Sunday, June 26, 2005

The Politics of Genetics (intro)

I have discovered that one of the pleasures of having a blog is receiving thoughtful and provocative correspondence from total strangers. The downside is being scooped by one's own comments section! R.L.A. Schaefer of Dubuque Iowa posted a comment on the politics of genetics that anticipates my own thoughts.

His key point to start the discussion: Opinions on the nature/nurture debate are shaped by one's take on Original Sin, with leftists tending to believe in the perfectability of man through social engineering. Conservatives "tend to conclude that humans are not easily changed; thus the potency of nature is in that sense stressed." Thus, liberals are more likely to be skittish about genetic research and its political implications. This fear is made explicit in the lengthy and apologetic discussion section of the APSR article discussed in prior posts.

Conservative vs liberal views on equality point in the same direction. Conservatives emphasize equality of opportunity, and are far more comfortable with Aristotelian notions of justice ("that justice involves treating equal persons equally, and treating unequal persons unequally"). However, the liberal ideal of egalitarianism is threatened by noticing individual differences, especially if they appear to be "hardwired" and not amenable to social engineering. (Group differences are to be celebrated, but only to the extent they are culturally constructed and can be thus deconstructed.)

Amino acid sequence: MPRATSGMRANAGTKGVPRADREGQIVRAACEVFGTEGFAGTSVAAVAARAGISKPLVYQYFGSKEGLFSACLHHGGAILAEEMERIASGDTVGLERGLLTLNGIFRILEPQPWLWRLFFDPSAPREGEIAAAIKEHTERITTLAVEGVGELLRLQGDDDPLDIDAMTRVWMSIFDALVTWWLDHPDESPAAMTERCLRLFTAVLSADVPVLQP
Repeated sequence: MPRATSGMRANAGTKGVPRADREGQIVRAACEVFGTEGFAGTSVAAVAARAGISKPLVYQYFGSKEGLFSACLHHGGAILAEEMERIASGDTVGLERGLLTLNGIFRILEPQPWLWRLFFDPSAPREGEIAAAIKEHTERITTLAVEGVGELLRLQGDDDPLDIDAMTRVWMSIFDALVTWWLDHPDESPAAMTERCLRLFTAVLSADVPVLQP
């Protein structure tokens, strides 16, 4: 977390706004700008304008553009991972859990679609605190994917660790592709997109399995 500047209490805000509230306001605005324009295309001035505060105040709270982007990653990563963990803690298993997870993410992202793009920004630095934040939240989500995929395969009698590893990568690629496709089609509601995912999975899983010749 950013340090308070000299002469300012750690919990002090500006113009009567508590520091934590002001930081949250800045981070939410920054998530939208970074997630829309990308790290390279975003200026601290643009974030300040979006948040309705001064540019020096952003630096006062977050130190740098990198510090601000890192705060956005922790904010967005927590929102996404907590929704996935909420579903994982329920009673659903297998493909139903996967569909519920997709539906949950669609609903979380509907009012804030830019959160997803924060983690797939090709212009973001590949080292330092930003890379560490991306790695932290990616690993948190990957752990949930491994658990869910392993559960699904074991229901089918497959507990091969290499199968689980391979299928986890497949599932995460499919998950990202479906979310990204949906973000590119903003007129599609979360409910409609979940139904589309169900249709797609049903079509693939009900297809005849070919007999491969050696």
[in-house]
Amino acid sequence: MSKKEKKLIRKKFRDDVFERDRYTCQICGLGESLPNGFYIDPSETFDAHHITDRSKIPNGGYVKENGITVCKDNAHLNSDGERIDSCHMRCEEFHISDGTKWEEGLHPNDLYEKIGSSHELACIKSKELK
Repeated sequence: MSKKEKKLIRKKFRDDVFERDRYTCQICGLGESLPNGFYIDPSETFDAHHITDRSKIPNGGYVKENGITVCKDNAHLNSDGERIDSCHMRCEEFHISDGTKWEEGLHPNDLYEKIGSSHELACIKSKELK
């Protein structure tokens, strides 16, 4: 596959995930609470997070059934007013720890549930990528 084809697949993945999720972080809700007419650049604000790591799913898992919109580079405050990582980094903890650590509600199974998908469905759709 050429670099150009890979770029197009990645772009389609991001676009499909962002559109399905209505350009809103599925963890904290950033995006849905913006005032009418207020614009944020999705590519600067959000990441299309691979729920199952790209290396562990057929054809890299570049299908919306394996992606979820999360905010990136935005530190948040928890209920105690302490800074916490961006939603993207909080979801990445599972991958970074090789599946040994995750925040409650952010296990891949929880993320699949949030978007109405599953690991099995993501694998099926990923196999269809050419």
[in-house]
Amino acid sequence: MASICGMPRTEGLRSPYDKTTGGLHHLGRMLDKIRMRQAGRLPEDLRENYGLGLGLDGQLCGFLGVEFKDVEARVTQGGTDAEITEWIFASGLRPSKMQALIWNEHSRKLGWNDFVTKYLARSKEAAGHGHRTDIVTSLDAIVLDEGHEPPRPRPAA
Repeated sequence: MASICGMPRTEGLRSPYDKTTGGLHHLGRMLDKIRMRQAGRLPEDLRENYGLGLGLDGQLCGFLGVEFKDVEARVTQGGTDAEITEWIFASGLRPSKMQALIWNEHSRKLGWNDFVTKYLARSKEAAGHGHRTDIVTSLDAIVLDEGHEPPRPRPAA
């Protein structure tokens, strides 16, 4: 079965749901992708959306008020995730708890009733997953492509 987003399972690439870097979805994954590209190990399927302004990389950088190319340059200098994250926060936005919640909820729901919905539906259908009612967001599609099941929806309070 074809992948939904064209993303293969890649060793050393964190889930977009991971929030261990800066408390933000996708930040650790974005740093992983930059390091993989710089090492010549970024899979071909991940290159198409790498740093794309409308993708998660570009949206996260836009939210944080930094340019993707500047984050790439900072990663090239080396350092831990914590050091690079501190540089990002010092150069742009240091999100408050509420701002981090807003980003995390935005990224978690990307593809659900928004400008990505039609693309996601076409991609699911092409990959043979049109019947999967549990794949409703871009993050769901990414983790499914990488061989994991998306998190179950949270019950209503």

Finally, the left's (self-acclaimed and somewhat romanticized) historical role in opposing Nazi ideology, which of course included eugenics, additionally points in the same direction. Nevermind the fact that in pre-WWII America, eugenics was a "progressive" idea, endorsed in varying measures by Woodrow Wilson, Oliver Wendell Holmes, and Margaret Sanger; even Planned Parenthood has to deftly apologize for their founder. And I think that the left's own fantasy image of itself is a critical determinant of its current reactions to events (see here and here).

I think that these three ideological trends are fairly obvious to those familiar with political philosphy and Conservatism 101; Jonah makes some related points more cleverly in his most recent article. Still, I think these ideas set the stage for much of what I will have to say in future posts on this topic (yet another promissory note!).


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